This month, Global Accessibility Awareness Day took place, an important day for the advancement of accessibility in the world around us. This year I spent it at the Bungie event unveiling of Destiny 2, which will be available on PS4 and PC later this year.
Walking into the room you could feel the excitement, the anticipation of what was to come. This was a room filled with diehard fans that had found a community to be a part of. That seemed to be the main theme of the event; community. Several times the handful of speakers that came out spoke about making Destiny 2 a place where everyone feels welcome. Whether they’re new to the game or fans since the original, they want everyone to feel like they have a place to belong.
As they spoke on this I remember being filled with the hope that this meant the game really would be for everyone that wants to play it, including those with disabilities. So, when it came time to get hands-on with the game, I was nervous. Especially since I received several messages saying that the livestream of the event didn’t have subtitles, so many deaf and hard-of-hearing individuals missed out on the inspiring speeches that were being delivered.
When I got hands on with Destiny 2, the options menu was filled with great accessibility. There was key remapping, several colorblind modes, different subtitle options (although I didn’t see an option to change the size of the subtitles themselves), controller (and mouse) sensitivity and more. All of this was especially exciting to see since the original game was missing many of these options when it first launched, which means they saw and learned. It made me really feel their creed of inclusivity that I’d heard for the last hour.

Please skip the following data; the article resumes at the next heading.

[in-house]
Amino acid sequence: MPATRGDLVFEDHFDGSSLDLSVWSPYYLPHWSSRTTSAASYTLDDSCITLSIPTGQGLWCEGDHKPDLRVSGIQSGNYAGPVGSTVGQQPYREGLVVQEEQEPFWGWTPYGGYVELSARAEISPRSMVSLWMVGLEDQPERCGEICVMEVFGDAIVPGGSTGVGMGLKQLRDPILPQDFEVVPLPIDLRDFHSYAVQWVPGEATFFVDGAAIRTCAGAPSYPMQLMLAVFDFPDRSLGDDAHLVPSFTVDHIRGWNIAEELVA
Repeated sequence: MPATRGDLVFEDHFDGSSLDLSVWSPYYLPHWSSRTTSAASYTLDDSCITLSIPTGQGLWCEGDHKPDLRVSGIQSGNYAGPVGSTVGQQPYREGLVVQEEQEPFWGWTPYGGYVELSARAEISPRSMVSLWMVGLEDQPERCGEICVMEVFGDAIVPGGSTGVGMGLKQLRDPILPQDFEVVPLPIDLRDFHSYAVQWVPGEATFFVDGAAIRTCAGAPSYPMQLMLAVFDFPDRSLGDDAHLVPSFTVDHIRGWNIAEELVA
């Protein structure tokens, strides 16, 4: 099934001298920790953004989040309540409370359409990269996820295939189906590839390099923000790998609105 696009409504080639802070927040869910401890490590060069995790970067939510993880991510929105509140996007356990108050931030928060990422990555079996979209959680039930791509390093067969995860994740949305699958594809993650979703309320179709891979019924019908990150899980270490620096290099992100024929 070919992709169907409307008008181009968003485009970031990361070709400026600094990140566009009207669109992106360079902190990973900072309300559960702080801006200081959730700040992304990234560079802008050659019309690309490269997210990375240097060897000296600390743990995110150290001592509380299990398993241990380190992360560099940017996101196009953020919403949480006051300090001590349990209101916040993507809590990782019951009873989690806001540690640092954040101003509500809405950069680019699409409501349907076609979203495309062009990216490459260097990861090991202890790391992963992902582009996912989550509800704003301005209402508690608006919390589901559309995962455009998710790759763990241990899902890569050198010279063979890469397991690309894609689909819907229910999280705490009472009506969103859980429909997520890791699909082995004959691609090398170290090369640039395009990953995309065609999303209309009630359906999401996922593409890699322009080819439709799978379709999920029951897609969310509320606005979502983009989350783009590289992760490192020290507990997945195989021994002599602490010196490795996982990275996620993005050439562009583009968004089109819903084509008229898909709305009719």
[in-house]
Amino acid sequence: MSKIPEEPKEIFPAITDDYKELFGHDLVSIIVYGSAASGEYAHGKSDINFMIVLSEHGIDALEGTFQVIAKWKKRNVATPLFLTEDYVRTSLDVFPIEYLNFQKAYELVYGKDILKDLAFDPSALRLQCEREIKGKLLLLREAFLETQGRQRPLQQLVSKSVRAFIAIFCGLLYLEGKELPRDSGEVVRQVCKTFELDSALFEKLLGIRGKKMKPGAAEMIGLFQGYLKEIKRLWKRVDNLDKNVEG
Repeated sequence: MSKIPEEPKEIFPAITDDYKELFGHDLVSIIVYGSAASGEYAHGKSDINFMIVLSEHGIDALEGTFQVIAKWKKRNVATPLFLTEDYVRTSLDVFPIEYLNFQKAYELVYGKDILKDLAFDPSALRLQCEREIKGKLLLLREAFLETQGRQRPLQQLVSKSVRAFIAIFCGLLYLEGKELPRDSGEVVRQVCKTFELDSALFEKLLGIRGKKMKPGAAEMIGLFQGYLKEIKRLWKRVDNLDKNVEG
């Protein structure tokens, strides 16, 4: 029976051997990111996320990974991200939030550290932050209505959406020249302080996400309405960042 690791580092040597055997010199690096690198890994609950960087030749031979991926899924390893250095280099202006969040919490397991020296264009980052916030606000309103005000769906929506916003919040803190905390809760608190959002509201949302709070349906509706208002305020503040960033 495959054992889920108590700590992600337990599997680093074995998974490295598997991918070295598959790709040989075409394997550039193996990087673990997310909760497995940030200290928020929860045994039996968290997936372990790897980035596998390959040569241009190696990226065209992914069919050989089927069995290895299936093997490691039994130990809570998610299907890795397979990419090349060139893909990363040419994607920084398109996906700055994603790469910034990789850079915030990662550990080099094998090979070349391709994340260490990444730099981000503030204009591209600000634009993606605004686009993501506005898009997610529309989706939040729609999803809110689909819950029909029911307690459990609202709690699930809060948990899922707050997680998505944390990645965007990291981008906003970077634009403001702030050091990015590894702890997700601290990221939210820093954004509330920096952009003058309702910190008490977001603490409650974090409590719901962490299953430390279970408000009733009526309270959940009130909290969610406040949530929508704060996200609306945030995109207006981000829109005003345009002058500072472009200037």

For actual gameplay they allowed us to play the entire first mission of the game as well as PVP mode in teams. It handled very well, and there were visual cues for every audible one. The screen shows you where the enemies are, where your comrades are, and the game could be completed without audio from what I got my hands on.
The only things I couldn’t find were options for aiming assists, being able to change text size, and the ability to use eye tracking software to play the game on PC. Because of the short amount of time we had I also wasn’t able to figure out if it’s possible to play the game one-handed, but with the options they did have available I’m very optimistic. For anyone curious there will be an open beta this summer, so you can get your own hands-on time with the game and see the strides it’s made accessibility-wise from the original. I’ll see you out on the field.